Following Eulogy For Evolution, in 2009, Arnalds set himself the task of writing a track a day and then putting each one up online immediately. He says that not only was it an interesting discipline to impose upon himself, but also, it served as an exercise in clearing out a backlog of musical ideas.
"I was working on an album and I knew that these songs would not fit on that,” he explains. "I wanted to get rid of them, in a way, so that I could have a clean slate and my head would be empty of all those ideas. That was the initial idea, but it became about much more. It really helps you get rid of all of your perfectionist ideas. Which is healthy, y'know. 'Cause nurturing songs for years doesn't always make them better. They might lose their soul and spontaneity in the process, although they might sound more perfect or whatever. And it also became an experiment in social media.”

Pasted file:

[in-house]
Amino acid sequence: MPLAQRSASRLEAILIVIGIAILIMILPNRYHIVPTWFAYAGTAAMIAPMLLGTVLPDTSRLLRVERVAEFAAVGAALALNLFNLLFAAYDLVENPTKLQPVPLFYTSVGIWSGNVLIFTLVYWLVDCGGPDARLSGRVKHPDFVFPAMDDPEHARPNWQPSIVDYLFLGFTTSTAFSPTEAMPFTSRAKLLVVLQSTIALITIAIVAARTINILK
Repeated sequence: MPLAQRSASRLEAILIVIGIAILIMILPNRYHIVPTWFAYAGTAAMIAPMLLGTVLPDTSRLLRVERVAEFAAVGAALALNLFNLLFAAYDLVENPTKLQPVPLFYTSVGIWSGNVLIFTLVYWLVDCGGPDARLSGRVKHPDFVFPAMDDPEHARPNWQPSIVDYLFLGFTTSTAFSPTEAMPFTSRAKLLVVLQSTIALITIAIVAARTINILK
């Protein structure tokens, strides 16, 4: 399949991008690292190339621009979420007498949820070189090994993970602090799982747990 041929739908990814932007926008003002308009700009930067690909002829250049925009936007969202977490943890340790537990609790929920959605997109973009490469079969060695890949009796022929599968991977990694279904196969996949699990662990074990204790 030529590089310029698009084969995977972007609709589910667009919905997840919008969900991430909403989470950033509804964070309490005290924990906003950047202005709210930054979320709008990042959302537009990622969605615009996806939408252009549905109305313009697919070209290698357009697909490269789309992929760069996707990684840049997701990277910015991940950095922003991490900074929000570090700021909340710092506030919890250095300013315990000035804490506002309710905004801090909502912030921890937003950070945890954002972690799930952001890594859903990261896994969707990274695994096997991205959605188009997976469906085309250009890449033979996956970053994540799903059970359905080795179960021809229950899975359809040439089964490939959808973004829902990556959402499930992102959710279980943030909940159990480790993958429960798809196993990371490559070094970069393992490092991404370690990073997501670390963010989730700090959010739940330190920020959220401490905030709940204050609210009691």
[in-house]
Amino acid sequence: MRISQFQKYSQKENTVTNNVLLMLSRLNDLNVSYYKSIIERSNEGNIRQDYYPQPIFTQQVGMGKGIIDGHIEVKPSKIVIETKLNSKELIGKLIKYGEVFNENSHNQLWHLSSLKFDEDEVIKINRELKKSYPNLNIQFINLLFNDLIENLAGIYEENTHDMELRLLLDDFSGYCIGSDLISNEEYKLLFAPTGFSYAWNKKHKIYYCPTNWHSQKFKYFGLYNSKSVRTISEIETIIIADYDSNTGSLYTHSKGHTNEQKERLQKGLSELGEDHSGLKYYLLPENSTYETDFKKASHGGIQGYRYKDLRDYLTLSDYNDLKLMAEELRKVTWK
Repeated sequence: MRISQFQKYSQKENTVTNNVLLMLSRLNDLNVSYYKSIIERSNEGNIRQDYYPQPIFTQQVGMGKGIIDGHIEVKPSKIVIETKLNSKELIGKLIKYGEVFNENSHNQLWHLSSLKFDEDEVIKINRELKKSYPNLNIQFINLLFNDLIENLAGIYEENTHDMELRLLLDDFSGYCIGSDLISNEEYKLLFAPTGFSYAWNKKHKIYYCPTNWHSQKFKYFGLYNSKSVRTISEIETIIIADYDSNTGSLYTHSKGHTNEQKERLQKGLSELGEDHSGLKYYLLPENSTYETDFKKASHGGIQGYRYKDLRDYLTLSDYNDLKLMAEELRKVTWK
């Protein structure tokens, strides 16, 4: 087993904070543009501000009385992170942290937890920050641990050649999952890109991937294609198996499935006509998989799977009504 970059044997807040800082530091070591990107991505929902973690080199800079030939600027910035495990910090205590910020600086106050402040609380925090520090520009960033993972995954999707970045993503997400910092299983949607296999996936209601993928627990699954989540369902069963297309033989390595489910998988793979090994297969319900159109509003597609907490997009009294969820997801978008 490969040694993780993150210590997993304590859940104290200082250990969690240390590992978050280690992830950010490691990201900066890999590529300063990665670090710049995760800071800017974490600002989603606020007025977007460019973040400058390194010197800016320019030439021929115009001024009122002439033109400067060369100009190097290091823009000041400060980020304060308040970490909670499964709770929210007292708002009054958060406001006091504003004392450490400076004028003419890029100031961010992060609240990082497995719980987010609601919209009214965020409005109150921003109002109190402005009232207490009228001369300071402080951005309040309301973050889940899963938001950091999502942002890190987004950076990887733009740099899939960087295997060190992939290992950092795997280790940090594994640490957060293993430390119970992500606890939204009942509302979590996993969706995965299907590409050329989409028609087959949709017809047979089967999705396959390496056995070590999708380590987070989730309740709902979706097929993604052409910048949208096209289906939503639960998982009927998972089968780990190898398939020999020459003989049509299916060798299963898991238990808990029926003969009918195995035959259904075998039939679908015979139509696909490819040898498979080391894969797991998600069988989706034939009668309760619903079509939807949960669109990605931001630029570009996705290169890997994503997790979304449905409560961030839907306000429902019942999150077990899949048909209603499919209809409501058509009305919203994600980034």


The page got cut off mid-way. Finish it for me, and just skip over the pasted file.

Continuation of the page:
Arnalds encouraged his fans to use his music for their own purposes, including short films, resulting in hundreds of thousands of downloads and an interesting creative synergy. The tracks were subsequently released in 2009 as Found Songs. Two years later, he embarked upon the similar, if more ambitious Living Room Songs. "This time we actually video-taped everything,” he says, "and I released the songs as YouTube videos. That made it even crazier, 'cause we had to not only write and record the song each day, but we also had to edit the video too. That was a 24-hour operation.”